Impact of parking fees on visiting the Las Vegas Strip
There are no data showing a relationship between Strip resort and parking fees and the number of out-of-state visitors to Las Vegas. But there are data showing a relationship between Strip parking fees and the number of local visitors to the the Strip. ‘’As a local, I find myself picking hotels I visit for dinner or entertainment, based on whether they charge for parking or not,”’ said David Perisset, the owner of Exotics Racing. ‘’It is not a matter of money, more of principle.’’ A 2018 survey by the Las Vegas Global Economic Alliance found 36.9 percent of Clark County residents reported avoiding parking at Strip casinos that charge for parking. 29.1 percent reported avoiding using any services from a Strip casino that charges for parking.
MGM's sports betting deals
MGM Resorts International signed a sports betting sponsorship agreement with the NBA in July It was the first professional sports league to have official ties with a legal sports betting house. The deal came just two months after the U.S. Supreme Court overturned a law prohibiting sports betting in most states. In October, MGM became the first gaming company to sign a sports betting partnership with the NHL. In November, MGM became the first gaming company to sign a sports betting partnership with the MLB. Financial terms of Tuesday’s deal and earlier partnerships have not been announced.
Faraday puts Las Vegas land on the market
Nearly two years after Faraday Future bailed on its North Las Vegas auto factory, the company has put its land up for sale. (Michael Quine/Las Vegas Review-Journal)
El Cortez owner Kenny Epstein on running the iconic property
Kenny Epstein, owner of the El Cortez Hotel in downtown Las Vegas, talks about Jackie Gaughan mentorship and answers rumors about bodies in the basement at the mob-era casino. (K.M. Cannon/Las Vegas Review-Journal) @KMCannonPhoto
LVCVA recommends construction of underground people mover
The Las Vegas Convention and Visitors Authority announced the recommendation for an underground people mover for the convention center. The system would have the potential to expand and connect Downtown and the resort corridor all the way to McCarran. (Michael Quine/ Las Vegas Review-Journal)
LVCVA/Boring Company Press Conference
The Las Vegas Convention and Visitors Authority announced a collaboration with Elon Musk's The Boring Company to develop and operate an autonomous people mover system for the Las Vegas Convention Center District.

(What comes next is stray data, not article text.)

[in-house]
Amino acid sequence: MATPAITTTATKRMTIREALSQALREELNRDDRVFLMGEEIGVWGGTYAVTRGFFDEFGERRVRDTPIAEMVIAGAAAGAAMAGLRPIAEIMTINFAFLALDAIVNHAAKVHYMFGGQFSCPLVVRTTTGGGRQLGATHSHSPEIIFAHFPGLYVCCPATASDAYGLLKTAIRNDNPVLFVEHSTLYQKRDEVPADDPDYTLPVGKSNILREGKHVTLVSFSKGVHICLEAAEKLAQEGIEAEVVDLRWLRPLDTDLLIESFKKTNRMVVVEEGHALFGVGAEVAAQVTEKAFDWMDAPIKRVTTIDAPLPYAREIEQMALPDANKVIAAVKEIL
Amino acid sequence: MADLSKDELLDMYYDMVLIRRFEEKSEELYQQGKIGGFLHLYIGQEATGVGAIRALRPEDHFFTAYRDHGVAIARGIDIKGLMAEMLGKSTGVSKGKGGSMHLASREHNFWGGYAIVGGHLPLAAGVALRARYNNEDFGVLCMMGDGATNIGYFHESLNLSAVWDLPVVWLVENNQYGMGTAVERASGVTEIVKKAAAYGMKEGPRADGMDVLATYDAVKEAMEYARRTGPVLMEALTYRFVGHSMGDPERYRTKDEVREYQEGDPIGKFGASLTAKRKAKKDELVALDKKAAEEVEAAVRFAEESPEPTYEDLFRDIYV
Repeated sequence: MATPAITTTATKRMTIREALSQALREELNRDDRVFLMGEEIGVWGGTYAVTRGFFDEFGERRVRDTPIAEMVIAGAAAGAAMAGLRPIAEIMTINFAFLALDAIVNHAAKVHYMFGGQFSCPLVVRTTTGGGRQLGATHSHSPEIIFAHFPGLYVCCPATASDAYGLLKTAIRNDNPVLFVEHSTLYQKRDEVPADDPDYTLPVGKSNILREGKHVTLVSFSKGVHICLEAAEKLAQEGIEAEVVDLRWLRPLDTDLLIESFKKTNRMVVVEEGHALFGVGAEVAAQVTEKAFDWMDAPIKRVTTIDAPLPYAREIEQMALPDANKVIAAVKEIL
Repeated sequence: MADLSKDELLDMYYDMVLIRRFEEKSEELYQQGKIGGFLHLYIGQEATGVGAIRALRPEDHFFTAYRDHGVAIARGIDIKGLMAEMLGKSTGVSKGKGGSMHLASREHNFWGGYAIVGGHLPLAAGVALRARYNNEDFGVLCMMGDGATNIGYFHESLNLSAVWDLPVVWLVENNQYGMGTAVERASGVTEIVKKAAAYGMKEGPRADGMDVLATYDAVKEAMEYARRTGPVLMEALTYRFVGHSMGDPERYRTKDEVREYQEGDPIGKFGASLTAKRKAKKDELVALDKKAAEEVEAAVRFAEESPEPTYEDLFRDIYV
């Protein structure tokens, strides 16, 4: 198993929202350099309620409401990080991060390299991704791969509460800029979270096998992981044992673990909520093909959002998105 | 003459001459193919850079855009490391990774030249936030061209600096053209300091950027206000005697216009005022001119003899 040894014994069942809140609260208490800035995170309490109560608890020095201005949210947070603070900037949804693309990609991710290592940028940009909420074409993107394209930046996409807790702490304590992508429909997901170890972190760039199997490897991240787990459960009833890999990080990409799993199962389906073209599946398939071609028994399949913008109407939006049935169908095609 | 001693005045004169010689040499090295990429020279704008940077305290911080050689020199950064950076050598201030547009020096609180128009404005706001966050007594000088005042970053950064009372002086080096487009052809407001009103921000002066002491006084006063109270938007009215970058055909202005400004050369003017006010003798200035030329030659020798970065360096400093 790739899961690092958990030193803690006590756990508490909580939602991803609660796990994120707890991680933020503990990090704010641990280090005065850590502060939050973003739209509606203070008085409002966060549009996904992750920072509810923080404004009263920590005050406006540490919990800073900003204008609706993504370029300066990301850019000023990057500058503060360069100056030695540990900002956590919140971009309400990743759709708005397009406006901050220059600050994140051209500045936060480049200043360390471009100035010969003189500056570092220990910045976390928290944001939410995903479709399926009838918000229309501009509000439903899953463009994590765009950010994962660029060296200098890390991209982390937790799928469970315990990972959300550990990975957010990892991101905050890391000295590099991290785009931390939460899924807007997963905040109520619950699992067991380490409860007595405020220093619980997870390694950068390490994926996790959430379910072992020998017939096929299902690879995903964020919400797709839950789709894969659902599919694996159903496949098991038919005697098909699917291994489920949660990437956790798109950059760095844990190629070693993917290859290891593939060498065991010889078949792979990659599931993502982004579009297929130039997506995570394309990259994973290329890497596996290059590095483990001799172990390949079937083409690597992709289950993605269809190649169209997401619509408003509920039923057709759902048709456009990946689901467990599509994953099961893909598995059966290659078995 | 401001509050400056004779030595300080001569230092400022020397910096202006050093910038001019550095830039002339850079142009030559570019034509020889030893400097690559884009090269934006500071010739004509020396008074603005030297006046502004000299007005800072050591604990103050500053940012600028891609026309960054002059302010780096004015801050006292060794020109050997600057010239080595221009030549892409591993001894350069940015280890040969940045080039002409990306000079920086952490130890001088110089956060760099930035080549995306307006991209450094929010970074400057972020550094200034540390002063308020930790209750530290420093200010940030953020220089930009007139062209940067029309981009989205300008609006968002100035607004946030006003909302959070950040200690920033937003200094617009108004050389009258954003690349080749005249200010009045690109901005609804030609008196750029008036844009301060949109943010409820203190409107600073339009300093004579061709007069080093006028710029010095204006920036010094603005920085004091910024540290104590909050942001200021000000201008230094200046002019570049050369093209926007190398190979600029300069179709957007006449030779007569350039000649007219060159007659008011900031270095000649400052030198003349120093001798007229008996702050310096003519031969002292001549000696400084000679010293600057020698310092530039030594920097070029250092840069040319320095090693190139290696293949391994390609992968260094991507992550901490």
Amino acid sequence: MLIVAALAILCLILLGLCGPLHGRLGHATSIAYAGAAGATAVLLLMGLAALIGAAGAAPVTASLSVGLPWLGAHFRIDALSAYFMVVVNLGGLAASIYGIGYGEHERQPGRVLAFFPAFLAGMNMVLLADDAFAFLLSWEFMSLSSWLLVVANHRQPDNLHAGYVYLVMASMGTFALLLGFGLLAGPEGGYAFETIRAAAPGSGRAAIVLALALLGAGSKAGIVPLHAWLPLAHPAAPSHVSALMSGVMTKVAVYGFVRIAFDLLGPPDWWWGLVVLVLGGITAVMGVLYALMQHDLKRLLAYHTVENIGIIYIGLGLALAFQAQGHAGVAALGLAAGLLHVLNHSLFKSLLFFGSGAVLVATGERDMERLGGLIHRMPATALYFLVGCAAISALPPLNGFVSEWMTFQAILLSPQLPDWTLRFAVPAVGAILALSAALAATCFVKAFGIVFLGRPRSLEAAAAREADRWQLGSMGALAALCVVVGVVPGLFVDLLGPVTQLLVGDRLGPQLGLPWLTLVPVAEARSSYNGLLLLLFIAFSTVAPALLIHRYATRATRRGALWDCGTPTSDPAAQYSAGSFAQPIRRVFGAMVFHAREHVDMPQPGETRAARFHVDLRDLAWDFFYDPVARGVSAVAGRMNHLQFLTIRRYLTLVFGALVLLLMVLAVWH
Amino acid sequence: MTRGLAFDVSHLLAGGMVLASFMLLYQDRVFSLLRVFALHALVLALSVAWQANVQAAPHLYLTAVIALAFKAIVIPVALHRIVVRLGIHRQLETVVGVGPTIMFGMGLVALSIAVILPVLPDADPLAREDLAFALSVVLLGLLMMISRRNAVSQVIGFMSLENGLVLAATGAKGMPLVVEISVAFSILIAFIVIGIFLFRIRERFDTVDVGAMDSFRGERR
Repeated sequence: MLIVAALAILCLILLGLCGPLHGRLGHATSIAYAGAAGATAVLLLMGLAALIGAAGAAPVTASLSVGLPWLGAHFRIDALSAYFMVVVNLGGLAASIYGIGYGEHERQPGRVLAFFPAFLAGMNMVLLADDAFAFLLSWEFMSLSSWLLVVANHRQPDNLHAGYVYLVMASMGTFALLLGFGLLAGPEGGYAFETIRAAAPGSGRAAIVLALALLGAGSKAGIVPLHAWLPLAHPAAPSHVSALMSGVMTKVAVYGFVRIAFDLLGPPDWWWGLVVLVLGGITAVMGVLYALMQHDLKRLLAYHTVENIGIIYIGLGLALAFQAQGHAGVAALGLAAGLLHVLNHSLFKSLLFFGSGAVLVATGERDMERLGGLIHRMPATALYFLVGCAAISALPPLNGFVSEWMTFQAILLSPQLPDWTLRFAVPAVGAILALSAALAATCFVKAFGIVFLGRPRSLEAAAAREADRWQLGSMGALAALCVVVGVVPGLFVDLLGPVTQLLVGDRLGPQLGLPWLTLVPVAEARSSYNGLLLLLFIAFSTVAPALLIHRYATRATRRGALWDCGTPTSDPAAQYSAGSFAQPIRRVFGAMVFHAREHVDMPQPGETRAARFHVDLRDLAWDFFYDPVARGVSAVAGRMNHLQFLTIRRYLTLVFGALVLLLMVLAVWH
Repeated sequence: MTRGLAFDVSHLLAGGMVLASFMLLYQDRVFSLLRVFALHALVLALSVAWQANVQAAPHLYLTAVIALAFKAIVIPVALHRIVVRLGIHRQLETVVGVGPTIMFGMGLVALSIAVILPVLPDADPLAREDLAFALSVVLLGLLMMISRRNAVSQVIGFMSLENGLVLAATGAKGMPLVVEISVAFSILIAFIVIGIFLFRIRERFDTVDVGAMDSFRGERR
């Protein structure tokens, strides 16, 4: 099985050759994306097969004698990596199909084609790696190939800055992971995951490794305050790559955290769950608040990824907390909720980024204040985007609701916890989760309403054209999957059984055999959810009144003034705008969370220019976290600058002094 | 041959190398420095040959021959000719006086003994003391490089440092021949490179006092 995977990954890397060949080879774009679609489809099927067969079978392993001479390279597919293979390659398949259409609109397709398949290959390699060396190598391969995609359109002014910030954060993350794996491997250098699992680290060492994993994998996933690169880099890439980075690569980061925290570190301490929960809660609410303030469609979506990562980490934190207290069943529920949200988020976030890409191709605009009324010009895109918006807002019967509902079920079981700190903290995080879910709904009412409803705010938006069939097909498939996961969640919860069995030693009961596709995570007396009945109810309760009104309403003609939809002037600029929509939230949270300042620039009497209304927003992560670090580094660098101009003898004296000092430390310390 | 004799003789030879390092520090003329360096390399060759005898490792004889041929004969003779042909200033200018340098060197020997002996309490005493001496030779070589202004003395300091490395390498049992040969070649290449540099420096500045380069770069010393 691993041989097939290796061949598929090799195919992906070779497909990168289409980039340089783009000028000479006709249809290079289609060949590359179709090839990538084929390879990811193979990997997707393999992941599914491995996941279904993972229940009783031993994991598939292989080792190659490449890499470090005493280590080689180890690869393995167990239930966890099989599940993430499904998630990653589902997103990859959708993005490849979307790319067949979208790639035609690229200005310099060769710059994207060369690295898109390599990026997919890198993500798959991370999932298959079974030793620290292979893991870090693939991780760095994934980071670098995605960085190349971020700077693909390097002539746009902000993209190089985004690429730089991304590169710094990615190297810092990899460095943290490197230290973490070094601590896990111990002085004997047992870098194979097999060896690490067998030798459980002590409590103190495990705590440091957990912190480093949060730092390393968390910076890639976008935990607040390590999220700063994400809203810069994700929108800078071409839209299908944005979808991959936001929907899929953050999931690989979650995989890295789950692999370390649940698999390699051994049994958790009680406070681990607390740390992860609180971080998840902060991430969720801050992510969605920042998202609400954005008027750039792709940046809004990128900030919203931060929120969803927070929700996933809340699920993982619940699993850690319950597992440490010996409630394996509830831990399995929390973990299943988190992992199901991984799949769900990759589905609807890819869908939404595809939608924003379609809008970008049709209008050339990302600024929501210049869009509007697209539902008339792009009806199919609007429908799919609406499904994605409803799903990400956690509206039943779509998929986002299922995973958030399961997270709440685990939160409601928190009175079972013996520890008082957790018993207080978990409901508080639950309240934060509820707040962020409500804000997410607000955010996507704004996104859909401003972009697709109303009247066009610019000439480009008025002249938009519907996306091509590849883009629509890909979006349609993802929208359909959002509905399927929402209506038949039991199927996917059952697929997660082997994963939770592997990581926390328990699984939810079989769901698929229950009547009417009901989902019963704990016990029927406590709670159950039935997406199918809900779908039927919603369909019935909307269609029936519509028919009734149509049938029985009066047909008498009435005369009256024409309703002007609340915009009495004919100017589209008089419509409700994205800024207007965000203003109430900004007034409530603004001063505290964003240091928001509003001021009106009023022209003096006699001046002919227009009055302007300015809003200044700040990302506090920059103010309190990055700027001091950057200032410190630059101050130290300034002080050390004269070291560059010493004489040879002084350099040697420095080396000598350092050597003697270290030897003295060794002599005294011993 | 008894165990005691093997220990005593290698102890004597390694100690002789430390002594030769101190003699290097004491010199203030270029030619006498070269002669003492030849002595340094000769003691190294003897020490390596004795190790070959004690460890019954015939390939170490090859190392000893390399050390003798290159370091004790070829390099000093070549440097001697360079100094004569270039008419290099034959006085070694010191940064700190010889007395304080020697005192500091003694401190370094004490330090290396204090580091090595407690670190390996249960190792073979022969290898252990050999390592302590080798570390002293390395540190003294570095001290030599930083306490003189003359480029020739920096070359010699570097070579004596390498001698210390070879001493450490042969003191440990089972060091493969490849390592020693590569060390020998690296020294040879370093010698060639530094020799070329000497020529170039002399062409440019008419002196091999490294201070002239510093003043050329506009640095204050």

International Pizza Expo includes green and gluten free
The International Pizza Expo at Las Vegas Convention Center included companies focused on vegan and gluten free, and plant-based pizza boxes. (K.M. Cannon/Las Vegas Review-Journal) @KMCannonPhoto
International Pizza Expo kicks off in Las Vegas
The first day of the International Pizza Expo at Las Vegas Convention Center is everything Pizza. (K.M. Cannon/Las Vegas Review-Journal) @KMCannonPhoto
T-Mobile program aids guests with sensory needs
A program at T-Mobile Arena is designed to provide a more sensory friendly experience for guests.
Photo Booth Expo
Danielle May talks about how Simple Booth transformed her Volkswagen bus into a business.
Nevada Gaming Commission's highest fines
The highest fines assessed by the Nevada Gaming Commission, according to commission Chairman Tony Alamo: 1) Wynn Resorts Ltd., $20 million, 2019 2) CG Technology (then known as Cantor G&W Holdings), $5.5 million, 2014 3) The Mirage, $5 million ($3 million fine, $2 million compensatory payment), 2003 4) Stardust, $3 million, 1985 5) Santa Fe Station, $2.2 million ($1.5 million fine, $700,000 compensatory payment), 2005 6) Las Vegas Sands, $2 million, 2016 7) CG Technology, $1.75 million, 2018 8) CG Technology, $1.5 million (also $25,000 in escrow for underpaid patrons), 2016 9) Caesars Entertainment, $1.5 million, 2015 10) Imperial Palace, $1.5 million, 1989 11) Peppermill Casinos, $1 million, 2014
Tiny Pipe Home vs Shipping Crate
A Tiny pipe home was displayed at the International Builders Show this week in Las Vegas.
Auto repair shortage affects Las Vegas
The auto repair industry is facing a national shortage of workers.
Franchising industry booming
Experts say Las Vegas is a hotbed for the franchise industry.
Africa Love owner talks about his store in Las Vegas
Mara Diakhate, owner of Africa Love, gift and decor store, talks about his store in Las Vegas. (Bizuayehu Tesfaye/ Las Vegas Review-Journal) @bizutesfaye
Developer gets approval to build homes at Bonnie Springs
The Clark County Planning Commission has approved a plan to build 20 homes on the site of Bonnie Springs Ranch. (Michael Quine/Las Vegas Review-Journal)
TOP NEWS
Home Front Page Footer Listing